• Understanding of systems thinking and an ability to define "systems", determining boundaries and components     (2E24D)
      • For example, looking at a few trees and abstracting the forest - or - looking at a forest and determining what is important about the trees     (2E24D1)
    • Strong interpersonal and communication skills     (2E24E)
      • The job is really all about understanding requirements for the ontology/model, learning about the domain and interacting with subject matter experts     (2E24E1)
    • Ability and eagerness to learn (about new problems, new areas of work, specific details that need abstraction, ...)     (2E24F)
  • (Updated) Specific experience:     (2E25)
    • Minimum of 2 years experience in creating and/or editing graph-based data models and/or ontologies (experience both creating and evolving preferred)     (2E25A)
    • Experience using RDF and/or OWL     (2E25B)
    • Experience using a graph query language (either GraphQL or SPARQL; experience with both preferred)     (2E25C)
    • Minimum of 5 years programming experience (Java and JavaScript preferred)     (2E25D)
    • Some natural language processing experience, for example working with entity recognition or concept extraction / topic modeling     (2E25E)
    • Ability to communicate complex ideas clearly and persuasively     (2E25F)

[12:38] Cas Miles: http://www.meteck.org/ <-- Maria Keet     (2E27)

[12:38] Leia D.: @Todd -- I've taken the EDM Council's course. Also have some books.     (2E28)

[12:39] LaureVieu: IAOA is planning a new series of on-line short courses. Keep tuned!     (2E29)

[12:41] David Eddy: Useful Getaneh Alemu & Brett Stevens: "An Emergent Theory of Digital Library Metadata: Enrich then Filter" Huge chasm between world of librarianship & the software world     (2E30)

[12:41] Leia D.: @LaureVieu-- Thank you!!!     (2E31)

[12:42] DrRaviSharma: @Dave Hay - please provide URL of your LOC talk.     (2E32)

[12:44] AlexShkotin: ??Data Model Patterns are useful. If you go to loc.gov and look up Data Model Patterns     (2E33)

[12:45] Gary Berg-Cross: Data Model Patterns are useful. If you go to loc.gov and look up Data Model Patterns     (2E34)

[12:45] AlexShkotin: I have just copy-pasted from Queue.     (2E35)

[12:45] Leia D.: @Andrea -- Thank you for your thoughts.     (2E36)

[12:47] Leia D.: @Andrea -- also have experience problem solving through research (literature searches) as well as some data management...     (2E37)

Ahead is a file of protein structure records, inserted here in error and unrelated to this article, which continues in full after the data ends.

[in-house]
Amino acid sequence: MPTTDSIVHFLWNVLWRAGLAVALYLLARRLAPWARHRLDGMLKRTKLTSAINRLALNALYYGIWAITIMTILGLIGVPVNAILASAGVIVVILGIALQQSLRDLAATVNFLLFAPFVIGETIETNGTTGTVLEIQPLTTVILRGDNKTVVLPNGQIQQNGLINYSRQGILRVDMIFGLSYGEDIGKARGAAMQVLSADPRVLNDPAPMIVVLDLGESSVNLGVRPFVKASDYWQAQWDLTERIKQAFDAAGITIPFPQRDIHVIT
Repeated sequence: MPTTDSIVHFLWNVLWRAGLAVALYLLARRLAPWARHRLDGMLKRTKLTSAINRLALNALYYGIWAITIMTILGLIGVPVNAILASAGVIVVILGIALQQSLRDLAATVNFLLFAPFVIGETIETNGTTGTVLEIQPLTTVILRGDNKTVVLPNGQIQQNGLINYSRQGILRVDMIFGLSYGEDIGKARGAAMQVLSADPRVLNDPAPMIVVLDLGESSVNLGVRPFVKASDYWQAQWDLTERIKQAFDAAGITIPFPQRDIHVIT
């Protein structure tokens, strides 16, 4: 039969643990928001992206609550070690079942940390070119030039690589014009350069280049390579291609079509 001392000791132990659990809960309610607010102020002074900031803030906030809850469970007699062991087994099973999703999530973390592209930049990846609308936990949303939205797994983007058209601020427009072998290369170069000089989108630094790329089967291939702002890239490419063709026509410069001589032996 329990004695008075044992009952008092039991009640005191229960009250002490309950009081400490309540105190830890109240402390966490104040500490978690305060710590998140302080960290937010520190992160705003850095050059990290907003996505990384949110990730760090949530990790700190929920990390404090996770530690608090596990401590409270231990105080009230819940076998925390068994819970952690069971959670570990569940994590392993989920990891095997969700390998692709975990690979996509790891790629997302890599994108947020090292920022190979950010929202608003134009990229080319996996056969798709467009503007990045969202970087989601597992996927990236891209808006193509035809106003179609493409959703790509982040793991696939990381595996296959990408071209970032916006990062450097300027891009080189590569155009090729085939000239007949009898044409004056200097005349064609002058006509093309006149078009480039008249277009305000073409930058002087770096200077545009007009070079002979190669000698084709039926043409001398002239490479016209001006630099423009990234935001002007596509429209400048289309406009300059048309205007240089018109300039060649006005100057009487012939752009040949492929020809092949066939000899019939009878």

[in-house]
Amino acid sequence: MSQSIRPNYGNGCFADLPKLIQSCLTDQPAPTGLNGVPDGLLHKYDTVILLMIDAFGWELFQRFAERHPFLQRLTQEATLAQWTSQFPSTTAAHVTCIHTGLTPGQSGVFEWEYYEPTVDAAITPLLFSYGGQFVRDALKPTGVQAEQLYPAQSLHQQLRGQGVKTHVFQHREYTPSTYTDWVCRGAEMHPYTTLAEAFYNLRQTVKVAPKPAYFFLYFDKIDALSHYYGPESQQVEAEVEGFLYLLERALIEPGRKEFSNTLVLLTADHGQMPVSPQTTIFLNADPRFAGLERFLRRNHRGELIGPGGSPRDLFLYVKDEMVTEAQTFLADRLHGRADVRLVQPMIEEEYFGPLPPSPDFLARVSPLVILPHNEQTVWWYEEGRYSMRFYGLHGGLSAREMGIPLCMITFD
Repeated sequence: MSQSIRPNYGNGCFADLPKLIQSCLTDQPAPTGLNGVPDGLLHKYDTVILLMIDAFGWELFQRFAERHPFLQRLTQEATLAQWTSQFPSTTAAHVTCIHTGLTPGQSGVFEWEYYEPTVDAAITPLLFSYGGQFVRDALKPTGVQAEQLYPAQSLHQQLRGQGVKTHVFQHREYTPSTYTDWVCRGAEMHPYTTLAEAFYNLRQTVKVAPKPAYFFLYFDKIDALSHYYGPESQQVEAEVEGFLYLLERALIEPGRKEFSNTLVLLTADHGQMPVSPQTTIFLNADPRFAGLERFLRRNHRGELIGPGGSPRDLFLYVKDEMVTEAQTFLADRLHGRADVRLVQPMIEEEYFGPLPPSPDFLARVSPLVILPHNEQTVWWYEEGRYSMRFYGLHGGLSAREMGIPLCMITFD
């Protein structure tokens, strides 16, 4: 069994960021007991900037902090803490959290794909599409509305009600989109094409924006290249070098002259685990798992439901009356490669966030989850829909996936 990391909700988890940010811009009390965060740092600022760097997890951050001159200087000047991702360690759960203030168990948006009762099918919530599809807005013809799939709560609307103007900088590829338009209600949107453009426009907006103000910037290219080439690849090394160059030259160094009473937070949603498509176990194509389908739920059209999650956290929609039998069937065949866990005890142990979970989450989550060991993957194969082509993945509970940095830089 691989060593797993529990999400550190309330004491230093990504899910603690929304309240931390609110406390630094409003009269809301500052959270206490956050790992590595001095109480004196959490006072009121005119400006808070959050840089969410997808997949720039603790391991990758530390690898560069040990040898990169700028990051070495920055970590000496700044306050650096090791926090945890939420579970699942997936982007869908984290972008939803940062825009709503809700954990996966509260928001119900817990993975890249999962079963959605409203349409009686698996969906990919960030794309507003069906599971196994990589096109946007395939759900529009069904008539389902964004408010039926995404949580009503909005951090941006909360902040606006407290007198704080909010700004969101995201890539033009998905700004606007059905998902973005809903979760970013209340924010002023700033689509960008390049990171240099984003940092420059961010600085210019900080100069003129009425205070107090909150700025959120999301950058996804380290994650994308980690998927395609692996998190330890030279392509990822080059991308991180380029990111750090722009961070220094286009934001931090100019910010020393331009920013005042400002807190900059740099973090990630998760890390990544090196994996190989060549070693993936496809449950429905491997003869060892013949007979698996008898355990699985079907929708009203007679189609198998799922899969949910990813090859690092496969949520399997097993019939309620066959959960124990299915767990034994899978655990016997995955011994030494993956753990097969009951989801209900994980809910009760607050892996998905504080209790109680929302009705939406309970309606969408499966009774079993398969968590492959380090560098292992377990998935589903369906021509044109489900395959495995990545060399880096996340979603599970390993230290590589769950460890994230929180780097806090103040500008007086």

[12:48] Andrea Westerinen: @leia And some knowledge engineering     (2E38)

[12:48] Leia D.: @Andrea. Thank you.     (2E39)

[12:50] Dave Hay: Leia D, Can I refer you also to my first book, "Data Model Patterns: Conventions of Thought". It is at a level of abstraction that has broad applicability, but concrete enough to be understood. In my later book, "Enterprise Models: Describing the world" specifically addresses the different levels of abstraction that Todd describes here.     (2E40)

[12:51] Leia D.: @Dave -- Thank you.     (2E41)

[12:55] David Eddy: @Ravi... I thought it has been firmly established that ontology work is not related to software development/understanding     (2E42)

[12:58] Dave Hay: The problem with subject matter experts is that their world is complex. It is the objective of the ontologist to redescribe their world in simpler terms.     (2E43)

[12:58] Leia D.: Thank you all. I have to go to another meeting.     (2E44)

[13:00] Andrea Westerinen: Thanks... have to leave also.     (2E45)

[13:02] Janet Singer: @Andrea, @Todd: Seems the problem arises when foundational ontologies are treated as getting their authority from philosophy rather than being evaluated as engineering artifacts. As the latter they need to demonstrate fitness for purpose (making distinctions common across domains, facilitating clear thinking and communication in conceptual modeling, etc.)     (2E46)

[13:05] DrRaviSharma: Thanks to all on behalf of Todd and me as well as Ken for an interesting session.     (2E47)

[13:06] Janet Singer: Actually Todd has laid out the issues and criteria. Its just a problem when foundational ontologies are treated as exiting outside the evaluation criteria for all ontologies     (2E48)

[13:07] Cas Miles: Thank you all!     (2E49)

Resources     (2F)

Previous Meetings     (2G)


Next Meetings     (2H)